Tuesday , March 06, 2018 - 5:00 AM3 comments
I am a native Utahn, yet every time I encounter new people, they ask, “Where are you from?” This question may seem neutral; however, there is a subtle implication that I cannot be from this place. When I share that I am a second-generation Utahn, the responses are usually shock – how did that happen? I explain how my grandfather came to Utah from Mississippi in 1942 with the U.S. Army Air Corps and then stayed, working as a civilian at the Ogden Defense Depot, where he completed 42 years of federal service. I explain that he married my grandmother, Marquita Bradshaw, who attended Ogden High School and spent all but the first few days of her life in Utah.
That should be enough to root me in Utah. But many times, it is not. The questions continue: “Why did your grandparents stay here?” “Why do you stay here?” “Was it hard to grow up black and non-LDS in Utah?” “How about now?” “Do people outside Utah question your black credentials?” (“Just joking,” they laugh, and tell me not to be so serious.) “Who does your hair? Can I touch it?” (That’s if they don’t just reach over and touch it without asking at all.) Then, they say, “You’re not like other black people I know.”
When I ask about the other black people they know, the responses are cagey. “You know what I mean,” or eyes are rolled. If I ask for more detail, I am suddenly pushy and defensive. I’m asked, “Why do we have to talk about this race stuff?” or “Don’t be so sensitive.”
Well, gentle reader, at this point, we have to talk about race. Because when we don’t, things happen. Things that do not match who we say we are. For example, when we don’t talk about race, teenagers in Southern Utah feel it is appropriate to post a photo with their eyes crossed out while pretending to hang themselves with the caption “Happy national n----- day” on Martin Luther King Day. Or, we have students in Central Utah who hurl racial epithets at opposing team players during athletic events. Or in Northern Utah, students make a video using similar racial slurs while singing and laughing.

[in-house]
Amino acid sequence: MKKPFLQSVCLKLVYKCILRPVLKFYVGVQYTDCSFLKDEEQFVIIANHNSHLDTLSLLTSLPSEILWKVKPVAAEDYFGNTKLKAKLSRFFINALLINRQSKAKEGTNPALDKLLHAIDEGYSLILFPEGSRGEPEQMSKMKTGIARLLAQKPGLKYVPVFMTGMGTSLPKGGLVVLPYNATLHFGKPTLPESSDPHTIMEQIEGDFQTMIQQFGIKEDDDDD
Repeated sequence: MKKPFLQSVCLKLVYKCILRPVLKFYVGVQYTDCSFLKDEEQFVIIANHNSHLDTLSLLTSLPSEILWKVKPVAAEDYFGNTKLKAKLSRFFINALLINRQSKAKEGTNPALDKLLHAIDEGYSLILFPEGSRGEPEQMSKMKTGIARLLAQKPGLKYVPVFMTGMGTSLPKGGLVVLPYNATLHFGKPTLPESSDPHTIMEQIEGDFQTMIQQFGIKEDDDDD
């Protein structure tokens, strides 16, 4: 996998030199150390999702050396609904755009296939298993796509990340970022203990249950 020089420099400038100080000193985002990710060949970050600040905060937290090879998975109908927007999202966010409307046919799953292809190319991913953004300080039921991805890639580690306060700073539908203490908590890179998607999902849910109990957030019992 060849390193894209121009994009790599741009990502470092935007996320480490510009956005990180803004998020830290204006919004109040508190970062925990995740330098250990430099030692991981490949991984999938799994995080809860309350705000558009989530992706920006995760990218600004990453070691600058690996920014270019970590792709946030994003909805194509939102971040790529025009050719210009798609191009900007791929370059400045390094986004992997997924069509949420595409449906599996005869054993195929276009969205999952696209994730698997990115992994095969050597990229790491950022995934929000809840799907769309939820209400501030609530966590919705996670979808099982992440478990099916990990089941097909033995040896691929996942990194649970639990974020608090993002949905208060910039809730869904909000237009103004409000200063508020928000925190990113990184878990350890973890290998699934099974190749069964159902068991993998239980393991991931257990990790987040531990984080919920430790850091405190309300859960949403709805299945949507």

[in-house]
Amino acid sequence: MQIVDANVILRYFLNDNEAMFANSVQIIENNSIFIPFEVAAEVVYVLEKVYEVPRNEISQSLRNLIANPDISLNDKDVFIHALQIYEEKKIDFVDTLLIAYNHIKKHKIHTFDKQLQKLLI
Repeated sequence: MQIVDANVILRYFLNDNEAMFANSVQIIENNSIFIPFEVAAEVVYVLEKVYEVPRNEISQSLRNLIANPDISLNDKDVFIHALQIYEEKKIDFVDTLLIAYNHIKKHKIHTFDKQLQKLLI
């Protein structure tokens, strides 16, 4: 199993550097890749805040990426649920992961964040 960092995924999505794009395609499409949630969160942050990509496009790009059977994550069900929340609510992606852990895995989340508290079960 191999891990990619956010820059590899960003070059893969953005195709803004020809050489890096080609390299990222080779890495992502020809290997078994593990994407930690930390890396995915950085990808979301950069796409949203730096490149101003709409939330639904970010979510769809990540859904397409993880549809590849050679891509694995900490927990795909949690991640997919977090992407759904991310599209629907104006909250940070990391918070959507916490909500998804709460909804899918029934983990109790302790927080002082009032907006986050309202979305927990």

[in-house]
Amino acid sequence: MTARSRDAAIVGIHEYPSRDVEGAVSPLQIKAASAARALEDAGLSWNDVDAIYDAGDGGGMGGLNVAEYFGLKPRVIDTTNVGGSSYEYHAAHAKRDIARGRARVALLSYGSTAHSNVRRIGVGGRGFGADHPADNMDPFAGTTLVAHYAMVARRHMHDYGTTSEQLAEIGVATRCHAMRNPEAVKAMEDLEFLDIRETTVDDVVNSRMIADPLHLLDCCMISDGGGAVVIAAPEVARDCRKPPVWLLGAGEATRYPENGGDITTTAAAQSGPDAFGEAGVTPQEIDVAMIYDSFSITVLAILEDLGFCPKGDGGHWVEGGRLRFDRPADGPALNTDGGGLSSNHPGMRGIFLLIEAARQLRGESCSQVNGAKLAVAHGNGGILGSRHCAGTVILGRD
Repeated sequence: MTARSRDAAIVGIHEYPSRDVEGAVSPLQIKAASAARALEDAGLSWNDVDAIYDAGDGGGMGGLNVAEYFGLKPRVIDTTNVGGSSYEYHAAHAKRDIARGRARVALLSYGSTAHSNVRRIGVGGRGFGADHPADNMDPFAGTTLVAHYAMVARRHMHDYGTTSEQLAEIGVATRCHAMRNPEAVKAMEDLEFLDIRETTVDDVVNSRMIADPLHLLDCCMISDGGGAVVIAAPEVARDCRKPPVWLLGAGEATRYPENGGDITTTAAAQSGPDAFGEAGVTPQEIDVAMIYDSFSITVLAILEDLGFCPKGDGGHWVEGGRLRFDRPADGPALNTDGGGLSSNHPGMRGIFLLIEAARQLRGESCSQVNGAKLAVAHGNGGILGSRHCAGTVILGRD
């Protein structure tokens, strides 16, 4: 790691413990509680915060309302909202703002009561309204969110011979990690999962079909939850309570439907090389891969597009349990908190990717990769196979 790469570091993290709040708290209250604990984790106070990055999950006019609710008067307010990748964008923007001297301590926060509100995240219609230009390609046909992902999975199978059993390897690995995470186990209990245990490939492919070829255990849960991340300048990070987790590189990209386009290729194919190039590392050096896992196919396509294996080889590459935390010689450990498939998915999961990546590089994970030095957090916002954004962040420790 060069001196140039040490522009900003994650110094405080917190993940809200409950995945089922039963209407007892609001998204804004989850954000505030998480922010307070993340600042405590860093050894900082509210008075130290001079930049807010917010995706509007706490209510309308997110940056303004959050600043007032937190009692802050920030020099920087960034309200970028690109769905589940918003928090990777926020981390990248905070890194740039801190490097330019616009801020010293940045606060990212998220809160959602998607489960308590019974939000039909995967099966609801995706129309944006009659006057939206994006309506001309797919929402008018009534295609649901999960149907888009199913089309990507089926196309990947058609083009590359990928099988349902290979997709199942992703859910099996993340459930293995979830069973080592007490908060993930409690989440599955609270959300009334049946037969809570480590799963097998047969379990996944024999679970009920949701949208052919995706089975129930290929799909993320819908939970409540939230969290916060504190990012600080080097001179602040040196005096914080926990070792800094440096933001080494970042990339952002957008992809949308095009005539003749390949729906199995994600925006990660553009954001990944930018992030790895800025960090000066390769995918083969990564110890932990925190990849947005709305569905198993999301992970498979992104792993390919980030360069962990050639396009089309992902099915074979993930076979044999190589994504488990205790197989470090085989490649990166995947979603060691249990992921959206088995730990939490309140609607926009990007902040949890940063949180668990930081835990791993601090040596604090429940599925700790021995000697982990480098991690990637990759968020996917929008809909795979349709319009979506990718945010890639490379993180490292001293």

If these things seem extreme, it is only because they are true. And they happened here, in this place, where I was born and raised. Conversation after these events and many others like them are filled with responses about kids being kids, or black kids using the same language, or they were just joking — why does everyone have to be so sensitive?
It’s not being too sensitive or even sensitive. It is about wanting to be seen, heard and recognized as a full person. It is about wanting to be respected. It is about being seen as more than a joke. It’s about being able to wear your hair in its natural state and not having it count against you – even though the 11th U.S. Circuit Court of Appeals has ruled that refusing to hire someone because of their dreadlocks is legal. It’s about people not making fun of your name because it sounds “too ethnic” or saying that if you wanted to be respected, you should have just chosen a “better” name.
This is why it is critical we talk about race. It’s not only the big things. Don’t get me wrong, the structural and institutional frameworks that keep racism in place must be dismantled.
Yet we cannot complete this work when we have not managed to recognize even the daily microaggressions we commit in the name of levity. So the next time you ask a black person where they are from, or make a joke about black people, or hear someone drop the N-word, understand that I’m not being sensitive, I’m just hoping for the same respect you want for yourself.
Adrienne G. Andrews is the assistant vice president for diversity at Weber State University. Twitter” @AdieAndrewsCDO.
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